What with all the lawyers, one thing led to another, and those other things led to the US Supreme Court. In a 7-2 decsion, Jacobson v Massachusetts established that:
- In times of public health crisis, government can indeed compel vaccination.
- However, they cannot use force, only fines and imprisonment. So no more cops beating people senseless so their pet cop doc can vax the victim.
It both supports state powers and limits them, so lawyers like it. The decision has been affirmed numerous times, and is still in active use. There’s a nice review by Wendy Mariner and co-authors in Am J Public Health that is worth your time.  (It should be noted that Jacobson v Mass has been mis-used, as well, for things like forced sterilization. No tool is so purely right that evil people can’t abuse it.)
Vaccine mandates today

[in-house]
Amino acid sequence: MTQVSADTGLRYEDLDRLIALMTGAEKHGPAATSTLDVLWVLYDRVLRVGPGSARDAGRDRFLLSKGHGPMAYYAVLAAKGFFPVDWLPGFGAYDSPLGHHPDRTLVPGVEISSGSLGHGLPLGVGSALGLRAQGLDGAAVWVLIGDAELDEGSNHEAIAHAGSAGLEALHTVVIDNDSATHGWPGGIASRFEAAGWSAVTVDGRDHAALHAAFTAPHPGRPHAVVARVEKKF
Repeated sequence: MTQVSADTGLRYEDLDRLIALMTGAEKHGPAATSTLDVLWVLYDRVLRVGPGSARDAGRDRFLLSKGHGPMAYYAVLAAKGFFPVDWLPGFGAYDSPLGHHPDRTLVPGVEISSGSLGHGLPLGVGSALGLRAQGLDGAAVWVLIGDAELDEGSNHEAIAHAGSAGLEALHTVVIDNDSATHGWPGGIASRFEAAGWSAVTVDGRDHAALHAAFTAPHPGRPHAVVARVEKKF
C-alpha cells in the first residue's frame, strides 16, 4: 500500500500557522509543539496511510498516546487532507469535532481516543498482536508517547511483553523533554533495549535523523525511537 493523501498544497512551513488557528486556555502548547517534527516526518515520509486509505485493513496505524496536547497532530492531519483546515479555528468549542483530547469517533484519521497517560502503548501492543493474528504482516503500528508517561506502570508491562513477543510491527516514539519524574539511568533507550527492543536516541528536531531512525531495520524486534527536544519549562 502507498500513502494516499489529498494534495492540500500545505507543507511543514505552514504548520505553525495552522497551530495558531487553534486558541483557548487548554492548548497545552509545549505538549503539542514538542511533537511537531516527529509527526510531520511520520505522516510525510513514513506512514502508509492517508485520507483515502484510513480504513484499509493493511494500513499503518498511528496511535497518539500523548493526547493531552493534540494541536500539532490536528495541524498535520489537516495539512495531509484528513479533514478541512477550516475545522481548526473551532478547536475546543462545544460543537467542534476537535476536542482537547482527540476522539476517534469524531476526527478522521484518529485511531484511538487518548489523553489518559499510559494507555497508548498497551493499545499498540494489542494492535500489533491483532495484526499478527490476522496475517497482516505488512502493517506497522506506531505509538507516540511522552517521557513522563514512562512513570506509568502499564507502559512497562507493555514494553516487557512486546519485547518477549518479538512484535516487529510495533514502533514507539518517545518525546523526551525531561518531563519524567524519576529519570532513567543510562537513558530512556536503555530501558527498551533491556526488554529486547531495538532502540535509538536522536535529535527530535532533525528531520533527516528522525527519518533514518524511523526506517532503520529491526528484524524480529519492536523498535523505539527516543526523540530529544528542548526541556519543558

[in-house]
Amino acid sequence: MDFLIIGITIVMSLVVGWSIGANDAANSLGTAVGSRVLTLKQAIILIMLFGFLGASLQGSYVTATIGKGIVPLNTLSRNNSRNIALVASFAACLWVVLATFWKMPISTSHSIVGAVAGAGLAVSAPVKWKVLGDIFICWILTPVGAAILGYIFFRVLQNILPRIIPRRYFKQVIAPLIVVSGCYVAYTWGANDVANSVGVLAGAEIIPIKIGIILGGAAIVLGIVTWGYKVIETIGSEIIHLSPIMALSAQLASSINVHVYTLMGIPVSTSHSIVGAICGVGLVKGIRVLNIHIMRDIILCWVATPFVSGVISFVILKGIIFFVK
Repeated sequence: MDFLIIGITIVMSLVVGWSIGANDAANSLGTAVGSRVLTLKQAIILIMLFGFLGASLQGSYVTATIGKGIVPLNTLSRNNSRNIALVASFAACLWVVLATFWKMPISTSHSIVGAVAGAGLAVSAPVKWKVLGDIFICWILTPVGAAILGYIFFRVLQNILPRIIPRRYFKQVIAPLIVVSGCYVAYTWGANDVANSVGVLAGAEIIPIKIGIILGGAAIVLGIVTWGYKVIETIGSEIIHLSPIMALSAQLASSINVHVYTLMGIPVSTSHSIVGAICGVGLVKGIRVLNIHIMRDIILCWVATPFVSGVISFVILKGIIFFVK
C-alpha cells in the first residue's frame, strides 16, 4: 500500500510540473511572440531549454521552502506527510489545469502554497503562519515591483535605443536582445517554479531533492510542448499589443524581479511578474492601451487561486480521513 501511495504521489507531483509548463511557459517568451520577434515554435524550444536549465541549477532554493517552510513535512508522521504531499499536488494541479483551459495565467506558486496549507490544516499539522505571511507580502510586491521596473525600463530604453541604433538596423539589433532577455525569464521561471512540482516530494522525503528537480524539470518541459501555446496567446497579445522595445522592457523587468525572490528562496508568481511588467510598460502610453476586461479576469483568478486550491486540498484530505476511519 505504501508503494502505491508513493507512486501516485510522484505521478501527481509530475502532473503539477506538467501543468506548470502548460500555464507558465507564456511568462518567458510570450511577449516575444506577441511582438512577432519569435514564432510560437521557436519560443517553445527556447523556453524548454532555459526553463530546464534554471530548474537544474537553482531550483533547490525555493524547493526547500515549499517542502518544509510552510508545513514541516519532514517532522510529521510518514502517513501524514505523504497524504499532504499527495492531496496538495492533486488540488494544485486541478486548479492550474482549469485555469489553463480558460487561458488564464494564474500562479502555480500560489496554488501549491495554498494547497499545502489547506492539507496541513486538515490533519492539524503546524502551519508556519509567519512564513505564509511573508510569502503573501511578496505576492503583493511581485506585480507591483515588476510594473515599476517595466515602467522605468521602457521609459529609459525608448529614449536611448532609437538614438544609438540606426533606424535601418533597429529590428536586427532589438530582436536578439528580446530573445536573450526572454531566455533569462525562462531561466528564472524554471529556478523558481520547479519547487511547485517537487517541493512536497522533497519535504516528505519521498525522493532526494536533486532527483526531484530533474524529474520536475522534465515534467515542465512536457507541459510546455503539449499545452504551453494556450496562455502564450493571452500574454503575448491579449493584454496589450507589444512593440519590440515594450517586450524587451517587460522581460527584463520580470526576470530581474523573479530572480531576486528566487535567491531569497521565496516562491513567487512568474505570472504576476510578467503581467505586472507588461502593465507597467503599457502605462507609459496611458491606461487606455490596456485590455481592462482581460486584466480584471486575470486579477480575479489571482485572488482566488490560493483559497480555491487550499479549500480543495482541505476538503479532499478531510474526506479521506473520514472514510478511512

It is, as the saying goes, stare decisis.
Nobody’s hands were completely clean in this story. They either used excessive force, or were con artists purveying misinformation, or were insufficiently skilled at critical thinking to defend themselves against misinformation. Still, as Kant said: “Aus so krummem Holze, als woraus der Mensch gemacht ist, kann nichts ganz Gerades gezimmert werden” (out of the crooked timber of humanity, no straight thing was ever made). So let’s be compassionate and admit we’re imperfect, so here we are together with that story as our history of vaccine mandates.
Nobody likes a mandate, but mandates do stop people dying.
And people do like not dying.
Notes & References
1: J Levin, “Covid Is Shaving Years Off Life Expectancy in Sun Belt, Great Plains”, Bloomberg, 2021-Oct-15. ↩
2: P Heuveline & M Tzen, “Beyond deaths per capita: comparative COVID-19 mortality indicators”, BMJ Open 11:3, e042934. DOI: 10.1136/bmjopen-2020-042934. ↩
3: M Yamaguchi, “Vaccines, masks? Japan puzzling over sudden virus success”, AP News, 2021-Oct-18. ↩
4: C Klein, “A 1901 smallpox epidemic, a charismatic quack, and the rise of anti-vax propaganda in Boston”, Boston Globe, 2021-Oct-14. ↩
5: WK Mariner, et al., “Jacobson v Massachusetts: It’s Not Your Great-Great-Grandfather’s Public Health Law”, Am J Public Health 95:4, 581-590, 2005-April. PMID: 15798113↩